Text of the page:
HD7 Review Part 2
In my last post on the HD7, I covered unboxing and some physical specs. Now that I have had it for a week, I am quickly learning the screens and menus, and getting used to how Windows Phone works (as opposed to older Windows Mobile). It is so easy to navigate, I can almost not believe it is even remotely related to WM, but there is still some quirkiness. In this post, I’ll go over the wireless features and some related apps on the HD7.
Of course, the phone came with a SIM card already installed for connecting to the T-Mobile 3G network. Downloading apps from the Marketplace was fast, though one game stalled out and said that I needed to either sync to my computer or use Wi-Fi to complete the download. I surmised this to be because of the size of the install file. I used the HD7 all over town while web browsing, doing searches, downloading apps, from in the car, inside restaurants, buildings, etc. So far, the T-Mobile network in my area has performed admirably. The HD7 features enhanced 3G HSPDA data connection (up to 7Mbps), where available. I am not going to try to explain what I think I know (or pretend to understand) about all the different carrier networks, standards and protocols, but suffice to say that the HD7 supports both HSDPA (7Mbps) or HSUPA (2 Mbps) protocols under the GSM/UMTS carrier umbrella.
Using the T-Mobile network, I tested playing YouTube (YT) videos, and both live and on-demand TV episodes using the T-Mobile TV app. The on-demand and YT videos played fairly well. Of course the quality was pretty low. Live TV, was very poor, and even though I could tell the bandwidth quality had been throttled way down, it was jerky. Using Wi-Fi, of course will be much better. The HD7 supports 802.11b/g/n standards. The phone alerts you (through a little panel that drops at the top of the screen) when Wi-Fi networks are in range. The setup is very simple, and requires only a few taps to select networks. I installed an add-on app from the HTC section of the app store that let’s you enhance the HD7’s audio adding Dolby or SRS effects, and the sound the thing pumps out is pretty respectable in a mobile handset.
Web browsing using the large touch display is good enough all by itself to make me want this Phone. It is better in some regards than on iPod or iPhone, in my opinion (and not as good in others). You can pinch to zoom and pan quickly with gestures, but the HD7 is very touchy, which can lead to some mistaken screen selections. I'm trying to find a setting to tone this down, but have not yet done so.
I like the new mobile IE for the same reason I like the Android browser: viewable tabs--little thumbnail views of all your open browser windows. I also like the option of switching between mobile and desktop versions of web sites though many sites do not have a mobile version. For ones that do, it often makes browsing much faster. I wish IE had a toggle on the main menu to access this feature (and not a buried setting).
Sadly, I could not find a flash plug-in for WP 7 in the Marketplace or at Adobe. IE required the YT app to be installed to play YT video, but the videos will not play in embedded scripts on web pages. This also means other flash content types do not play at all (Vimeo, etc.). For some reason, after I installed the YT app from the Windows Marketplace, when accessing the link via the HTC hub (more on hubs in a later post), would still re-direct me to install it? Is there different versions or forms of apps in WP7 for hubs? This would seem pretty stupid and confusing if it were the case.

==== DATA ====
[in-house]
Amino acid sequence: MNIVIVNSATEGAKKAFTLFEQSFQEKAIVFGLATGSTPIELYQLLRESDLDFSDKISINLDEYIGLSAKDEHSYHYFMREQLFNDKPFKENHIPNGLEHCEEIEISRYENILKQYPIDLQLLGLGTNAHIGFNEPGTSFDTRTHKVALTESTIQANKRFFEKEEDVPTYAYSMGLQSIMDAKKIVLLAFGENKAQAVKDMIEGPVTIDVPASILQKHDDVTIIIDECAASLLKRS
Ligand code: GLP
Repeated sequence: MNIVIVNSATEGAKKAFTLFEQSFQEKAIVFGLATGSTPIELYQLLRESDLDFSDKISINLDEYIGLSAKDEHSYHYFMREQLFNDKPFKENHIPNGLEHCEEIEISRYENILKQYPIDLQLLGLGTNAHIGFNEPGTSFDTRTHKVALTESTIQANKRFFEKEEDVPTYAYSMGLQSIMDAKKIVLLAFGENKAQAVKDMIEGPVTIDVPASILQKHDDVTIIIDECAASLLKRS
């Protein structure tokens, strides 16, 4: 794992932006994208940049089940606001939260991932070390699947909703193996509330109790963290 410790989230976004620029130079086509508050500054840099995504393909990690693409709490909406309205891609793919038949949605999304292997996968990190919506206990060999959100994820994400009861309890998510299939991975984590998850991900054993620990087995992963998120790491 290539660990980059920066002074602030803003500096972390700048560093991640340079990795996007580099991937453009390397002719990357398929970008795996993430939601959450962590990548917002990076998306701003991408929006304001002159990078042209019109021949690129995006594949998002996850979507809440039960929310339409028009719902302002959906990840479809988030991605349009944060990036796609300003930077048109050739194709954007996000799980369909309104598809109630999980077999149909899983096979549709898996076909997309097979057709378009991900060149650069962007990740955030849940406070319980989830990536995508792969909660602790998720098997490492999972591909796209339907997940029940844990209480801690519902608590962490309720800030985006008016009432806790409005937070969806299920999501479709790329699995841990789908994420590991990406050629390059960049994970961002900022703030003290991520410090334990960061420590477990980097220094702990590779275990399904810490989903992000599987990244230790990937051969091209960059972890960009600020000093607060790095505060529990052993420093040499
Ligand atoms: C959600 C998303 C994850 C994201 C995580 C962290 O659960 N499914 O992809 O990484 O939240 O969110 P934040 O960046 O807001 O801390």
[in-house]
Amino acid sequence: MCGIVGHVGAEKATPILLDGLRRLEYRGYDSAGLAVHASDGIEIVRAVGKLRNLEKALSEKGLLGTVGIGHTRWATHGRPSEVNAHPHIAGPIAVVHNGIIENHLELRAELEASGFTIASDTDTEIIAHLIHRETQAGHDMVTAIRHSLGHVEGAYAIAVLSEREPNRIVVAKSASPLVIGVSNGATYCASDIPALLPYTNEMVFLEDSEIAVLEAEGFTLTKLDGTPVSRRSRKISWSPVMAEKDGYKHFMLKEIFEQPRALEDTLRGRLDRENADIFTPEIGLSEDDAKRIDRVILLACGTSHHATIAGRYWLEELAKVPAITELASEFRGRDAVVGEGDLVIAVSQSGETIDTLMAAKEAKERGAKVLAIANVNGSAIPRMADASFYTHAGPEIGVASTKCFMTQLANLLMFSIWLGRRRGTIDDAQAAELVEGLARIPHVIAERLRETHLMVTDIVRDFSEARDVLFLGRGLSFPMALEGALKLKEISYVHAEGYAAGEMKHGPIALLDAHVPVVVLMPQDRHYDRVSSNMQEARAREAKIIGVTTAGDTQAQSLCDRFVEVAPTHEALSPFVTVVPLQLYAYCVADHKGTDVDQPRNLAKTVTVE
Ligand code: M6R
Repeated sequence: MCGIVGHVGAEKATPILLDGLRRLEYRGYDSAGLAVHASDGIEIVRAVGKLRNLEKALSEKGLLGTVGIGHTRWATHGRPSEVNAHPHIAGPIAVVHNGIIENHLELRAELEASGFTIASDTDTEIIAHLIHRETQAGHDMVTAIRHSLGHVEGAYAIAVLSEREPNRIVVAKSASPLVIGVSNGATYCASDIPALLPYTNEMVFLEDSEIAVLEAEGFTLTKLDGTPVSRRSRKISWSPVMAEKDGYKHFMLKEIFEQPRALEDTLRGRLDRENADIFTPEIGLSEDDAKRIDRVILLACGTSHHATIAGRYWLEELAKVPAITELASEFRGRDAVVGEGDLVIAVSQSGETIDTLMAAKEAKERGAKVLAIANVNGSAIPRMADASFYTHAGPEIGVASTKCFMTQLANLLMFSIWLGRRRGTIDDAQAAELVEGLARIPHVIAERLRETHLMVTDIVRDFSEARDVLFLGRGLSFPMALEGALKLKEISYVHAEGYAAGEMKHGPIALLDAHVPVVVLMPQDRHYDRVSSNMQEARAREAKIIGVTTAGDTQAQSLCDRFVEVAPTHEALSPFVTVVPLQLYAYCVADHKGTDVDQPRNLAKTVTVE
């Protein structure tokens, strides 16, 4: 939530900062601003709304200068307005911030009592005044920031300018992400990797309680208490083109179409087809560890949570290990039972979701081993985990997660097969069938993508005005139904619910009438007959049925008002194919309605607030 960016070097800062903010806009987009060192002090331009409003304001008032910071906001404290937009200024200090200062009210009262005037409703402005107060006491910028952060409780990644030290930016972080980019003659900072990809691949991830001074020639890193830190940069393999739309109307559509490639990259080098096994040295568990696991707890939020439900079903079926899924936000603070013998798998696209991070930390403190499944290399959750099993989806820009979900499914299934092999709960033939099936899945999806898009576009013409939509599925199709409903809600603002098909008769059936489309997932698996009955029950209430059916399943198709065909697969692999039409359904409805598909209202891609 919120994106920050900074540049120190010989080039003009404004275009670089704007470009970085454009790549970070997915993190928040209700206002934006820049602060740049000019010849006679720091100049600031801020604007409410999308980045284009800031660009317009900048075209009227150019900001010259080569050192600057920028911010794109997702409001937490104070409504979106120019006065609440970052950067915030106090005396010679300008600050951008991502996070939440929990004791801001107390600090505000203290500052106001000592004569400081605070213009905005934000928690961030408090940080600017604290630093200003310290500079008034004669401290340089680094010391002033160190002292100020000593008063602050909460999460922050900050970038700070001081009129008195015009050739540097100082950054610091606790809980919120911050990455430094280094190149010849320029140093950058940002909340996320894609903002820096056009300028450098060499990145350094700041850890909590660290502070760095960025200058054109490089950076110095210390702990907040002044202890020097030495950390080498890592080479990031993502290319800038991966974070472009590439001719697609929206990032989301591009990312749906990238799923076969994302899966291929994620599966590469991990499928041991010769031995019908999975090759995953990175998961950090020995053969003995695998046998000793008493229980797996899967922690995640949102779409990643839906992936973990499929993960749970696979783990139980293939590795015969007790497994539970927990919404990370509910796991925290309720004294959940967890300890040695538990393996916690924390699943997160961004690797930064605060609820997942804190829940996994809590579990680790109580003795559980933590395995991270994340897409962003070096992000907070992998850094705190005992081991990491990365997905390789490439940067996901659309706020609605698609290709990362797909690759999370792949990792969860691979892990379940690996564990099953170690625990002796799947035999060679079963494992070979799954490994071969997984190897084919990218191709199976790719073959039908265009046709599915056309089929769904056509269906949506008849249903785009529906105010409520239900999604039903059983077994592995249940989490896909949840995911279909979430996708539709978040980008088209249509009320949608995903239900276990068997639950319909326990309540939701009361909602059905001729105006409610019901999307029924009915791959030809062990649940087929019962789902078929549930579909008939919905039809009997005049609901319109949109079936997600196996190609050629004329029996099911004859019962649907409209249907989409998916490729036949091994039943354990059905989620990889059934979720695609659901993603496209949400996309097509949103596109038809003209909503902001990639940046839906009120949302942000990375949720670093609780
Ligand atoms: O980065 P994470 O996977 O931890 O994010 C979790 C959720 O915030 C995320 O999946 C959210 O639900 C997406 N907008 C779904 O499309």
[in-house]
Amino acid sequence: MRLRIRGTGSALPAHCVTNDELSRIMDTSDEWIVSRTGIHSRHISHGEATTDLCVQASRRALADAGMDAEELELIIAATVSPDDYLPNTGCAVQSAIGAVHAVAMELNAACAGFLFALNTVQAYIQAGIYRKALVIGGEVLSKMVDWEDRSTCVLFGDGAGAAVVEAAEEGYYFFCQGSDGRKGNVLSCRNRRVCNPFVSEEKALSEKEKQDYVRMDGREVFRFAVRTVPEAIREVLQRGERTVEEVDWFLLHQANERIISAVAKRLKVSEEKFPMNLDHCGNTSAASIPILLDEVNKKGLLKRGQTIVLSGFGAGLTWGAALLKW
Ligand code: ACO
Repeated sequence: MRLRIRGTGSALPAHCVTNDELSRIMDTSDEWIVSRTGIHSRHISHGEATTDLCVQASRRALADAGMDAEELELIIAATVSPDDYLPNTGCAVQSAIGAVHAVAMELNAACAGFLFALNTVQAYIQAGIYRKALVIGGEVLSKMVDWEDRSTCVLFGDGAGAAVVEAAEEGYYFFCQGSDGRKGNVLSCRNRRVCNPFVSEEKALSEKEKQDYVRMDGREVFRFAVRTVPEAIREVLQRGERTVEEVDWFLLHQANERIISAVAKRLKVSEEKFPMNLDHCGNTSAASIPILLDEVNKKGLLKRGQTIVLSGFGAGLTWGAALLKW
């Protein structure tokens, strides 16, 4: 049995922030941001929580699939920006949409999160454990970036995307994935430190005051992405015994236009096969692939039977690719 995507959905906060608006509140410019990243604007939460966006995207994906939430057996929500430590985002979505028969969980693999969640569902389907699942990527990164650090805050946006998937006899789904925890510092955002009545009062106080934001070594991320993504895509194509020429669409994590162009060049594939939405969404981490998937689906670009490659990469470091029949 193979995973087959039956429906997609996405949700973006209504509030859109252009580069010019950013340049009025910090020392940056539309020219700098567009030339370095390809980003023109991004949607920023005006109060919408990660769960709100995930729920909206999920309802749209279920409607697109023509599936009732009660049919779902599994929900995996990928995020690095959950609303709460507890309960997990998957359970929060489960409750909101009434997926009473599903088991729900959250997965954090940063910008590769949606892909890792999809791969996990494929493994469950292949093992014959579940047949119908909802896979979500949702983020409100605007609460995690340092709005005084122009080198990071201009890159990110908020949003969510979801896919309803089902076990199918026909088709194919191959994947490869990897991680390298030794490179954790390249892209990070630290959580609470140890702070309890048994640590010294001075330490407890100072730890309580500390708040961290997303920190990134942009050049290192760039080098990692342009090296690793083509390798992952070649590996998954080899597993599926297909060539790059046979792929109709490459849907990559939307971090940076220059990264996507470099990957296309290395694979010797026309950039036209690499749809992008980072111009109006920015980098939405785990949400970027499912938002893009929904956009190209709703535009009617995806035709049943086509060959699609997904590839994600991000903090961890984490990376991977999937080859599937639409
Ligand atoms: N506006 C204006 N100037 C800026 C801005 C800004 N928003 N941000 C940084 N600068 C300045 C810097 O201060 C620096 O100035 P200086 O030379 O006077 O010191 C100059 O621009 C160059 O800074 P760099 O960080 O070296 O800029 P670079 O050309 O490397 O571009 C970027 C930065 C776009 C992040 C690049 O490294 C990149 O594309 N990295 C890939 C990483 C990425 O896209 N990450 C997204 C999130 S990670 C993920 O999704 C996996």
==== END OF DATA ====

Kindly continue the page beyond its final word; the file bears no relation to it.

I set up my Yahoo mail account on the HD7, and here is an area that I know MS has made noteworthy progress (from the bad days of WM yore). First off the configuration steps were brief and easy: Tap the mail hub shortcut; select Yahoo Mail (or mail provider of your choice); put in account credentials, and bingo...mail! Very simple and easy. The new mail interface (and the WP7 gui in general) is almost too sparse for my taste, but navigating mail is easy and fluid. Mail supports push, etc. I sent myself an e-mail, and shortly received an indicator in the mail widget on the main home screen.
The threaded messaging interface is good, but I still have to tap an on-screen selection to send text (instead of just hitting enter). I also could not easily create contacts from numbers in my call list or in the chat list. You have to navigate a few menus and it is not really jumping out at you what you are doing. It’s still pretty easy once you get the hang of it.
The hub concept is a bit annoying overall, but useful for category freaks I think. If you like to put your stuff into bins, hubs will appeal to you.
Bluetooth on the HD7 is pretty blasÃ©. It only supports the EDR profile, so you can use your stereo headset or a hands-free device/earwig, but not much else with the HD7. Still, a unique aspect of many HTC devices (and the HD7), is that they have the ability to tune in and play FM radio. It is handy to have a mobile radio receiver. This requires the headset to be used with the HD7, but you could plug a 3.5mm jack into your stereo as well (which is what I did). The tuner uses the cord as an antenna, so unfortunately you can't use the tuner without something being plugged in. The internal tuner app is buried under the Music hub, so you have to drill down a screen , and flip over to it.
I’m really pretty disappointed in the apps and services available for the new Windows Phone OS, and without flash support, you can’t use IE on the HD7 to browse and access them via the mobile browser. I can’t listen to Pandora, Last.fm stations, etc., which kind of bums me out. The Marketplace will hopefully grow enough to remedy this issue soon.
I had fully intended to cover GPS/navigation here, but as I am pushing the 1000 word mark, I think I'll save it for the final post. Tune in next time, and I'll wrap up with Phone, GPS and other misc features of the remarkable HD7!